In the dilatation group six patients (23%), including the patient who was operated on for perforation, were classified as failures during the first 12 months of follow-up compared with one (4%) in the myotomy group (p = 0.047). Five patients of those classified as failure in the dilatation group subsequently had a surgical myotomy and one was treated with repeated dilatations. The patient classified as failure in the myotomy group was treated with endoscopic dilatation.
Quality of life, as assessed by use of PGWB, revealed a significant improvement and normalization in the total score as a response to dilatation and to surgical myotomy (84 ± 20 to 101 ± 16 and 92 ± 20 to 105 ± 18, respectively). The pre- and post-treatment GSRS scores in respective groups revealed a significant improvement in dysphagia (p = 0.002, p = 0.003) by either therapy, but again with no significant difference between the groups.
The median number of in-hospital days was 0 (range = 0–43) for the dilatation group and 3 (range = 2–21) for the surgical myotomy group (p = 0.023).
Direct medical costs during the first year after randomization to either pneumatic dilatation or surgical myotomya
Dilatation (n = 26)
Myotomy (n = 25)
Total costs (€)
Initial treatment costs (€)
Follow-up costs (€)
Total costs divided into used resourcesa
(n = 26)
(n = 25)
Primary treatment (€)
Failure treatment (€)
In-hospital stay (€)
Out patient visits (€)
Other endoscopic procedures (€)
Additional costs for endoscopic procedure under general anesthesia (€)
Rehablitation care (€)
Radiology and esophageal manomety/pH metry (€)
Other costs (€)
Total lifetime cost (SEK)
The cost-effectiveness analysis, relating to the actual treatment failures, revealed that the cost to avoid one treatment failure (incremental cost-effectiveness ratio) amounted to €9239. A threshold analysis focusing on the cost of the actual surgical procedure showed that a statistically significant difference in total costs remained in favor of the pneumatic dilatation strategy as long as the cost of the surgical procedure was 15% or more of the actual cost. In analogy, charges for the one pneumatic dilatation could be increased to €2600 (500% of actual cost) with an unchanged difference. If the costs were less than 5% of the actual cost for laparoscopic myotomy, there would be a statistically significant difference in favor of the myotomy strategy regarding total cost.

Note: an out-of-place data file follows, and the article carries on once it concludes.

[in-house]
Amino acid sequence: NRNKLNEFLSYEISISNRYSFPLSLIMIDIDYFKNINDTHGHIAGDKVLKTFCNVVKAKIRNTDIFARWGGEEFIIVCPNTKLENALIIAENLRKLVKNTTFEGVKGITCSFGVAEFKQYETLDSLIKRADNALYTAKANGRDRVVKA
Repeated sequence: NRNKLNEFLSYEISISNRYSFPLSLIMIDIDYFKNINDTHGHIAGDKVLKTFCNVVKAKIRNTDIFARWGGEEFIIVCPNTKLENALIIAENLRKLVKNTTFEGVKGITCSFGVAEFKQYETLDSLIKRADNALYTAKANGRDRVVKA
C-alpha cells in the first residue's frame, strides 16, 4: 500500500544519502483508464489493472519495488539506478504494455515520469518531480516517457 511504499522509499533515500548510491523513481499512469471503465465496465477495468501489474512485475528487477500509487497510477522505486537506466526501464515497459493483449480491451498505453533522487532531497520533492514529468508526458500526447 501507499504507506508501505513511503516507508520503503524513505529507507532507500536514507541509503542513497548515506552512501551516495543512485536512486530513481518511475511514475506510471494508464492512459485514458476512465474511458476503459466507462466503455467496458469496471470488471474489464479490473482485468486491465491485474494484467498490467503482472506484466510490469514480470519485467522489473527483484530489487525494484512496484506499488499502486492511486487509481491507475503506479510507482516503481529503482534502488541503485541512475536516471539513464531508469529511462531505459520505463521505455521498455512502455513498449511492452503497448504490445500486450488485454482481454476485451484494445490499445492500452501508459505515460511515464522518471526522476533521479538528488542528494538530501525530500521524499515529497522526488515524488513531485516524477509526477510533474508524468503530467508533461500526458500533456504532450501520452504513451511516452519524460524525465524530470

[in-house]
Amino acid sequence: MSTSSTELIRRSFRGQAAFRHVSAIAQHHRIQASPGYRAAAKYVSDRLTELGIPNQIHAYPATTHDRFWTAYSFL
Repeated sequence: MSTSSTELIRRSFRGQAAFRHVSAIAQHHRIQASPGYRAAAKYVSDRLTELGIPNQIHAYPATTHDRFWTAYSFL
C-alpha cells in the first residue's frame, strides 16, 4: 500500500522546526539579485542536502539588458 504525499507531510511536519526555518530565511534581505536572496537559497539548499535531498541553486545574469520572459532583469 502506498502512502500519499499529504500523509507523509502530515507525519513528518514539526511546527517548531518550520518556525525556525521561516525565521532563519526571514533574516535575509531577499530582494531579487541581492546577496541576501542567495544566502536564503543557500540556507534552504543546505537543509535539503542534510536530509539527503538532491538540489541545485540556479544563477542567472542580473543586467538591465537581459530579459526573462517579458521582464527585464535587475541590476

The present results represent the first comparative health economic analysis with respect to the management of newly diagnosed achalasia that has been carried out within the framework of a randomized clinical trial protocol [18–20]. Under these circumstances costs have been captured at the time when they occur in the treatment of each patient. No doubt laparoscopic myotomy is the most effective therapy when it comes to the prevention of treatment failures. However, this result is reached at a comparatively high cost, which is exemplified by the substantially larger initial cost and total cost. The results are interesting and are also somewhat expected based on recent data from a neighboring clinical research field, i.e., gastroesophageal reflux disease. Despite a somewhat smoother postoperative course after a laparoscopic operation, it has been found to be notoriously difficult to show a competitive cost-efficacy profile compared to an open procedure . This is mainly because of the higher costs associated with the actual laparoscopic procedure in the form of longer operating time, costly equipment, and disposable instruments. Moreover, a head-to-head comparison between proton pump inhibitor (PPI) therapy and open antireflux surgery  has again emphasized the short-term advantage of medical treatment primarily due to the overwhelming cost burden inflicted by the actual operation.
The question then arises: What are the eventual advantages of the surgical strategy? Because of the rarity of achalasia, we chose to restrict the operating surgeons to those with not only experience in upper GI laparoscopic operations in general but also those from cardiomyotomy in particular. One of the consequences of such a strategy is that the pre- and postoperative courses in each patient might well have been somewhat more favorable than if newly diagnosed cases were treated in less specialized units. Because the second costly item in both strategies was that incurred by postoperative in-hospital care, it can be argued that the initial cost differences recorded in the present study might in fact be biased even more in favor of laparoscopic surgery. Furthermore, it has to be recalled that 5 of our 26 patients, allocated to forceful dilatation, had the procedure completed under general anesthesia, which may inaccurately increase the cost of that treatment. No doubt a substantial proportion of these dilatations can be done in conscious patients under sedation. The reasoning behind the flexibility of our protocol on this point was we wanted to mimic the clinical situation under which these patients are usually managed.